Former Trump campaign manager Bill Stepien will testify before the committee on Monday; Chris Stirewalt, a former political editor for Fox News who was fired after projecting on election night that Biden would win Arizona; Benjamin Ginsberg, a Republican election attorney; former US attorney BJ “BJay” Pak; and Al Schmidt, a former Philadelphia city commissioner.
The witnesses confirmed ahead of Monday’s hearing are likely to bolster the commission’s claim that Trump had a “seven-part plan” to nullify the results of the 2020 election, as Rep. Liz Cheney (R-Wyo.), the commission’s vice chair, said Thursday.
The efforts of Trump and his allies to pull “every lever of government” to try to keep him in power would become apparent in the compilation of the commission’s findings, Rep. Elaine Luria (D-Va.), a committee member, Sunday on NBC News’s “Meet the Press.”
“If there weren’t a few people in the right place at the right time doing the right thing, this could have turned out very differently — and that includes the Justice Department’s former vice president,” Luria said, referring to then-Vice President Mike Pence’s refusal to reverse the election results. “This print campaign was widespread.”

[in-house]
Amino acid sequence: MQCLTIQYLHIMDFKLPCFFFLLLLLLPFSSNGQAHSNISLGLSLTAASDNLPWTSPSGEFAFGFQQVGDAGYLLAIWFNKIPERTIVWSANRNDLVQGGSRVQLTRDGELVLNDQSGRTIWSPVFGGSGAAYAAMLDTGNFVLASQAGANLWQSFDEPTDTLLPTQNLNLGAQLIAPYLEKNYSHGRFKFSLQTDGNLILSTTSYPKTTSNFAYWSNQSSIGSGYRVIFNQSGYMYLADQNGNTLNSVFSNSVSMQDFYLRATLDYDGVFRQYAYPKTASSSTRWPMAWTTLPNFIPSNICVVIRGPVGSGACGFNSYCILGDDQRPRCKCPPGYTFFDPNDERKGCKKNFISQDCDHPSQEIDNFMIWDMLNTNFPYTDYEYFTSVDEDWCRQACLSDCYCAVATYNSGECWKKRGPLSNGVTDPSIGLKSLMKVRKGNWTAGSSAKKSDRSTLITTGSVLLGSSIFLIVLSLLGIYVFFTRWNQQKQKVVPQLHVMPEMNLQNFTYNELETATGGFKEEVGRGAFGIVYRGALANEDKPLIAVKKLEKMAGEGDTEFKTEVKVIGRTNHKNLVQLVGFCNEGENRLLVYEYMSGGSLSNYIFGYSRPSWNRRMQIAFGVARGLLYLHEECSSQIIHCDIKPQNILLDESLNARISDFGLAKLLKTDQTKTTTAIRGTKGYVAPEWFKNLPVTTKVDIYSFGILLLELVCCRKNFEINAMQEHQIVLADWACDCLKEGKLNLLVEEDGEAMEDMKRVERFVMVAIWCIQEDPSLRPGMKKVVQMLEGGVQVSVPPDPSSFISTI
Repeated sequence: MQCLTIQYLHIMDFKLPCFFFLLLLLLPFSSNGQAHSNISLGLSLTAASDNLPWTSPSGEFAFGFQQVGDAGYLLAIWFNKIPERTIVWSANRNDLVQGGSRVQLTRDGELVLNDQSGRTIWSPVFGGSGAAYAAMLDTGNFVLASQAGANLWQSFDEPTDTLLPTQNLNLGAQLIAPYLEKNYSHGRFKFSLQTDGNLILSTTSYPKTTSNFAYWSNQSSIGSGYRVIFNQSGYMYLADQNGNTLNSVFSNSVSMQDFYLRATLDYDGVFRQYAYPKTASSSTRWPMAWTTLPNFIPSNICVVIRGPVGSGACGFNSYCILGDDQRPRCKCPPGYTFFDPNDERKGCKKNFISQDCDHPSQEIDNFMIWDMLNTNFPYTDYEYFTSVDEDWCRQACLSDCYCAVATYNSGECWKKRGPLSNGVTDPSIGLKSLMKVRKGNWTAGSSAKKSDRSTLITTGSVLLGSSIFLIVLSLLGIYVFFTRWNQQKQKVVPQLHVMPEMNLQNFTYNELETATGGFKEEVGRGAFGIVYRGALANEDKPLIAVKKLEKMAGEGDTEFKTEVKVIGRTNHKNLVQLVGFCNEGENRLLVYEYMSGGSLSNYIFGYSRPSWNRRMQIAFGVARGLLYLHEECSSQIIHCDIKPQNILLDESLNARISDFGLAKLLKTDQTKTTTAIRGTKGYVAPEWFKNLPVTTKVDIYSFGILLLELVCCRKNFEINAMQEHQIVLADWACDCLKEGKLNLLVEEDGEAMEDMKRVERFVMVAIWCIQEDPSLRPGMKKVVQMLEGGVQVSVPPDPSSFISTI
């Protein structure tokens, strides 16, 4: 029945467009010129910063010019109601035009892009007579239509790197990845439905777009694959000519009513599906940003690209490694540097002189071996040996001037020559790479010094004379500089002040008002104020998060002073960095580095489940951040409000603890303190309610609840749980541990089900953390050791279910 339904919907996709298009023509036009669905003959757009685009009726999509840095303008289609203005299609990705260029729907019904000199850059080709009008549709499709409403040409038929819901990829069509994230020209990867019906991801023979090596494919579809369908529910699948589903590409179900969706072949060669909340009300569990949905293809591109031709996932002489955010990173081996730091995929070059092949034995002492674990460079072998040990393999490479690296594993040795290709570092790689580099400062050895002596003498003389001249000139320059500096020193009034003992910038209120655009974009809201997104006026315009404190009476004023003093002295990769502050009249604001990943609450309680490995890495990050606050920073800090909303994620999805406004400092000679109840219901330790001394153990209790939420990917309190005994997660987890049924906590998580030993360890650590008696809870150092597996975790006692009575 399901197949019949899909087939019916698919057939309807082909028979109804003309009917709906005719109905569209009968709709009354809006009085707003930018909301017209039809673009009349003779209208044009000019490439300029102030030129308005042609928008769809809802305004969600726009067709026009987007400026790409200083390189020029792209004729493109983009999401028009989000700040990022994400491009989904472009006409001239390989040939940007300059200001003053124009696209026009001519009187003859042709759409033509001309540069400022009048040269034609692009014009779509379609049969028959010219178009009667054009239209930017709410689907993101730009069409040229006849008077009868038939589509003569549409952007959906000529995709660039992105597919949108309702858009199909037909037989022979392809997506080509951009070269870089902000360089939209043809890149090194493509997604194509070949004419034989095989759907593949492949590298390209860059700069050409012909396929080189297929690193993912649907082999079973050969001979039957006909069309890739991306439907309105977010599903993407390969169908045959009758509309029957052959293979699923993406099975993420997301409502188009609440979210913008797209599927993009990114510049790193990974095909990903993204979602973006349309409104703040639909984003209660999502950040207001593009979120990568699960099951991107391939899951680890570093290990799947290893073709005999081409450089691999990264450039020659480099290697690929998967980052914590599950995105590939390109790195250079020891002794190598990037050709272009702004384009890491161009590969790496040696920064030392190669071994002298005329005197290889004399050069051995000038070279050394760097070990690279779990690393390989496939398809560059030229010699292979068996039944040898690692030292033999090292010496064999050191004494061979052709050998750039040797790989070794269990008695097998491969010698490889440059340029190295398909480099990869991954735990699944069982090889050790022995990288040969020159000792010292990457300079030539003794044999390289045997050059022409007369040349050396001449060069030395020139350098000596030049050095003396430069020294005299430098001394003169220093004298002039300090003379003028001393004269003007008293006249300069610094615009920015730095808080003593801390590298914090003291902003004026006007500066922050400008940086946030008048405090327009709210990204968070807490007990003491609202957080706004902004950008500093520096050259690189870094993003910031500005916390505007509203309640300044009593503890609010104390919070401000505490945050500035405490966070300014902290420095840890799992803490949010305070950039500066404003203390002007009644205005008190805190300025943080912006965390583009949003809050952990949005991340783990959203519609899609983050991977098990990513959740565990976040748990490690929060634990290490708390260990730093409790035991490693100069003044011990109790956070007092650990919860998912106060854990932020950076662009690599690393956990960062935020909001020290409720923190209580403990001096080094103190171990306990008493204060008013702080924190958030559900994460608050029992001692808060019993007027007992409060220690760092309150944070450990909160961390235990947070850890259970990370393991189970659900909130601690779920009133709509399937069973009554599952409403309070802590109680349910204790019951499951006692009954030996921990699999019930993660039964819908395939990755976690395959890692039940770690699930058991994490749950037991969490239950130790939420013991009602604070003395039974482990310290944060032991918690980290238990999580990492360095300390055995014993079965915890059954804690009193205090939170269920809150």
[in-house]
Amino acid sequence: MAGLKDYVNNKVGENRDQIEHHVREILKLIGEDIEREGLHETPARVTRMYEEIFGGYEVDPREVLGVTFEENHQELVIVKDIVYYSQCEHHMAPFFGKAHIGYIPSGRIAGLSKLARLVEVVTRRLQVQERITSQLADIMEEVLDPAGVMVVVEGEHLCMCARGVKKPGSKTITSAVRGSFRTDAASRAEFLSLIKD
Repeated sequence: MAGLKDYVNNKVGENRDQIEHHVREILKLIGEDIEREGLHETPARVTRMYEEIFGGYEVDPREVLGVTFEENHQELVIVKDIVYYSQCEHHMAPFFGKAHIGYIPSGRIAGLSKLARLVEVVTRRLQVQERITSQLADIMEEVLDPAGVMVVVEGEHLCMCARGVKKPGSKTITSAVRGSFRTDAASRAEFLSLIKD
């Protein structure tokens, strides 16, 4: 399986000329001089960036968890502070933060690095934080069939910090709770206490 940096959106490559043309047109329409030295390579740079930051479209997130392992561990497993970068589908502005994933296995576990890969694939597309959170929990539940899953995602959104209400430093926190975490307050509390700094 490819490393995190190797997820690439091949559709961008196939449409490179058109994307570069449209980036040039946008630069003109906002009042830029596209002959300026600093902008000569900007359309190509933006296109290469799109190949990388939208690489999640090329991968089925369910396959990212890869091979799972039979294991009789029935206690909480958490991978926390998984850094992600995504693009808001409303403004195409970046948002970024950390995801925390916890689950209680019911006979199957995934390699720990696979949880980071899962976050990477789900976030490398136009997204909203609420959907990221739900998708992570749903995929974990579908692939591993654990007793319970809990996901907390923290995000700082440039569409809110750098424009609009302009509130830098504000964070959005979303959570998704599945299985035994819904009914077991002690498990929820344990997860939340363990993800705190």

Luria, who will lead Monday’s hearing, said the bipartisan panel interviewed 1,000 witnesses and compiled “a very comprehensive timeline” of what Trump was doing as the attack on the Capitol unfolded.
“I think it would be clearer to describe it as what he wasn’t doing,” Luria said. †[For] 187 minutes, you know, this guy had the microphone; he could speak all over the country. It was his duty to stand up and say something and try to stop this. So we’ll talk about it and what I see as his dereliction of duty, and he had a duty to act.”
The select committee will hold three public hearings this week as its members continue to outline the findings of their year-long investigation. Nearly 19 million viewers watched the first hearing on Thursday in prime time. The commission’s third public hearing, on Wednesday, will focus on Trump and his allies’ pressure campaign at the Justice Department to undo the results of the presidential election.